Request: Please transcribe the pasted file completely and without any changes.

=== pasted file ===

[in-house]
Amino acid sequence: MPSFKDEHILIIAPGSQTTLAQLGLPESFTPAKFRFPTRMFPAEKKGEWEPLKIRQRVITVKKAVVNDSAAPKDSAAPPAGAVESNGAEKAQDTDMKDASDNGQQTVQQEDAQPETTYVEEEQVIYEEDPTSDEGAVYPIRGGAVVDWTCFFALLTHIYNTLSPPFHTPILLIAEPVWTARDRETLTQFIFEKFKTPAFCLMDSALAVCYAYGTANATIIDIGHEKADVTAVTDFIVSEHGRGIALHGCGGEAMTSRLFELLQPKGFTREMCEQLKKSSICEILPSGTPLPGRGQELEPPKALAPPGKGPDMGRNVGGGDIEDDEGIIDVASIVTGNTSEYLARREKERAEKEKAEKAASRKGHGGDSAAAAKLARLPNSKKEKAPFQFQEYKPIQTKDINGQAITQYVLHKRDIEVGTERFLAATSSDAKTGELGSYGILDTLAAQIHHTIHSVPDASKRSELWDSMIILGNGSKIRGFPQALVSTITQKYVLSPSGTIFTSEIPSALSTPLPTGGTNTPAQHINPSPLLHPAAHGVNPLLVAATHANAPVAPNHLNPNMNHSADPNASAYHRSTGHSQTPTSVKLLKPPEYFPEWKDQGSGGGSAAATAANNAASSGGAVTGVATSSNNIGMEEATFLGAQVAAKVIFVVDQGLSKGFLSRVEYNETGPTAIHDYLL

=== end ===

[in-house]
Amino acid sequence: MPSFKDEHILIIAPGSQTTLAQLGLPESFTPAKFRFPTRMFPAEKKGEWEPLKIRQRVITVKKAVVNDSAAPKDSAAPPAGAVESNGAEKAQDTDMKDASDNGQQTVQQEDAQPETTYVEEEQVIYEEDPTSDEGAVYPIRGGAVVDWTCFFALLTHIYNTLSPPFHTPILLIAEPVWTARDRETLTQFIFEKFKTPAFCLMDSALAVCYAYGTANATIIDIGHEKADVTAVTDFIVSEHGRGIALHGCGGEAMTSRLFELLQPKGFTREMCEQLKKSSICEILPSGTPLPGRGQELEPPKALAPPGKGPDMGRNVGGGDIEDDEGIIDVASIVTGNTSEYLARREKERAEKEKAEKAASRKGHGGDSAAAAKLARLPNSKKEKAPFQFQEYKPIQTKDINGQAITQYVLHKRDIEVGTERFLAATSSDAKTGELGSYGILDTLAAQIHHTIHSVPDASKRSELWDSMIILGNGSKIRGFPQALVSTITQKYVLSPSGTIFTSEIPSALSTPLPTGGTNTPAQHINPSPLLHPAAHGVNPLLVAATHANAPVAPNHLNPNMNHSADPNASAYHRSTGHSQTPTSVKLLKPPEYFPEWKDQGSGGGSAAATAANNAASSGGAVTGVATSSNNIGMEEATFLGAQVAAKVIFVVDQGLSKGFLSRVEYNETGPTAIHDYLL